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Global Fund Extension of HIV Prevention Programmes

Global Fund Extension of HIV Prevention Programmes for People at High Risk for HIV in Russia Will Save Thousands of Young Lives

International AIDS Society and International Harm Reduction Association
Call on Russian Government to Simultaneously Expand Access to HIV Prevention Programmes for People Who Inject Drugs 13 November 2009 (Geneva, Switzerland) - The International AIDS Society (IAS) and the International Harm Reduction Association (IHRA) today welcomed the announcement by the Global Fund to Fight AIDS, Tuberculosis and Malaria (GFATM) to extend by two years its funding of HIV prevention programmes (known as the GLOBUS grant) in the Russian Federation at a cost of US$24 million.

"This two-year extension will save thousands of lives," said Robin Gorna, IAS Executive Director. "While this decision is very welcome, it is nevertheless a band-aid measure, not a long-term solution. External funding cannot prop up Russia's HIV response forever. The onus is still on the Russian Government to listen to the science and 20 years of proven practice and put in place long-term harm reduction prevention programmes that will save tens of thousands of young Russian lives."

The GLOBUS Project (Global Efforts Against AIDS in Russia, 2004-2009) is Russia's first approved GFATM project, with funds amounting to almost US$89 million. The project is active in 10 administrative territories: City of St. Petersburg; Regions of Nigegorod, Orenburg, Pskov, Tomsk, Tver and Vologod; Republics of Buryatiya and Tatarstan; and Krasnoyarsk Kray.

GLOBUS addresses the needs of specific groups including prevention programmes specifically targeted at people who inject drugs, sex workers and men who have sex with men. Funding for GLOBUS ended on 31 August 2009, potentially leaving projects in ten regions subject to staff layoffs and closures, despite the fact that they have averted an estimated 37,000 HIV infections.1

An estimated one million people are living with HIV in Russia, 80 percent of whom are under the age of 30. An estimated 1.85 million Russians, two percent of the adult population, inject drugs, one of the highest rates in the world. In 2007, 64.5 percent of new HIV infections in Russia were the result of injecting drug use.

Despite considerable external funding, needle and syringe programmes remain very limited in the Russian Federation and there is no state funding for these programmes. Effective drug treatment is inaccessible and there are no confidential and free drug treatment services. Rehabilitation programs are rare and opioid substitution therapy (OST) programmes such as methadone are prohibited under the Federal Law on Drugs.

Against this backdrop of the fastest growing HIV epidemic in the world, there are deep concerns that the Russian Government's new strategic health plan promoting "healthy lifestyles" will not include HIV prevention programmes. Russia's Chief Public Health Officer Gennady Onishchenko told the Eastern Europe and Central Asia AIDS Conference in Moscow two weeks ago that the Russian Government was "emphatically against" the use of drug replacement therapy and at the same criticized clean needle exchange programs.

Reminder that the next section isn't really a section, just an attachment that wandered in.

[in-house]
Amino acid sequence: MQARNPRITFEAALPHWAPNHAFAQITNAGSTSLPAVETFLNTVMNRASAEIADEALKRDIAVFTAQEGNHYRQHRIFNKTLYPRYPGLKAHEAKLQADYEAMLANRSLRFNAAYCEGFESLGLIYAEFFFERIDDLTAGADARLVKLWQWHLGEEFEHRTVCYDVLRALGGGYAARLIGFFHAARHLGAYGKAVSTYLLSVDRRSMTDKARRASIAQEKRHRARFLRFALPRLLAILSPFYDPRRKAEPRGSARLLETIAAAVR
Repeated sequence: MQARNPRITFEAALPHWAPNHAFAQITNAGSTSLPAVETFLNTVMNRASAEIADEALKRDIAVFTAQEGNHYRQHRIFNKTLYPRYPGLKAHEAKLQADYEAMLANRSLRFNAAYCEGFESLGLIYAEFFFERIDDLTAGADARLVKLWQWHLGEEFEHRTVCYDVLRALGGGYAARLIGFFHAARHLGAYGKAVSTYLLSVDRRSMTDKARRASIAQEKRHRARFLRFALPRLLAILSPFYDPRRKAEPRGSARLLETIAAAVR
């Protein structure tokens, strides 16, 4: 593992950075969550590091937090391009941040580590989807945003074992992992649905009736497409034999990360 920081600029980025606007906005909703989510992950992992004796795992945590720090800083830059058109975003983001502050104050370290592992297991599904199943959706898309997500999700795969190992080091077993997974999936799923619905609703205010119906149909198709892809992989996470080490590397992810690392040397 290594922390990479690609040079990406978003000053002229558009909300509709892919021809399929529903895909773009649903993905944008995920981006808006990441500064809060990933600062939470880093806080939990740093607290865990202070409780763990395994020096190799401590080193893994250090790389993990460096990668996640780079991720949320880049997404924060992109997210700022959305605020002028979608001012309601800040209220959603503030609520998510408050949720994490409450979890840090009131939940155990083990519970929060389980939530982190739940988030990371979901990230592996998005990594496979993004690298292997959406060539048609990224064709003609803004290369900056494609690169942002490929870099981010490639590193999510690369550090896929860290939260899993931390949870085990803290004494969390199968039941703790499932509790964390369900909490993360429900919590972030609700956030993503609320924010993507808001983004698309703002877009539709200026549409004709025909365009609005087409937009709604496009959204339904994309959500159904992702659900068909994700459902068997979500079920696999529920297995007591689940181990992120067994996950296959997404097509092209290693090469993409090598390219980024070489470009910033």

"Pressure on the Global Fund to maintain programmes that address the issue of HIV and injecting drug use has succeeded where lamentably, pressure on the Russian Government to implement similar interventions continues to fall on deaf ears," said Gerry Stimson, Executive Director of IHRA. "Ten years ago we were looking at 100,000 Russians having HIV, not even a decade later that figure is one million and rising. The Russian Government has to leave ideology aside and introduce some long-term harm reduction measures or else it is looking down the barrel of a severe long-term health crisis."

The IAS and IHRA are calling on the Russian Government for increased financial resources, widespread availability of confidential and free drug treatment services, and the removal of legal and regulatory barriers that inhibit evidence-based HIV prevention and drug treatment programmes. The groups specifically urged the repeal of laws that limit or prohibit opioid substitution therapy (OST) and access to clean needles and syringes.

The effectiveness of OST and access to clean needles and syringes is well-documented. According to the World Health Organization (WHO), OST reduces HIV prevalence and risk of HIV transmission and infection, while also reducing the proportion of users who inject drugs and the frequency of infection. For those infected with HIV, OST increases access and adherence to antiretroviral therapy. WHO also concluded that there is compelling evidence that increasing the availability and utilization of sterile injecting equipment by people who inject drugs reduces substantially the spread of HIV. The programmes are cost-effective, have no convincing evidence of unintended negative consequences, and show evidence of increasing recruitment into drug treatment.


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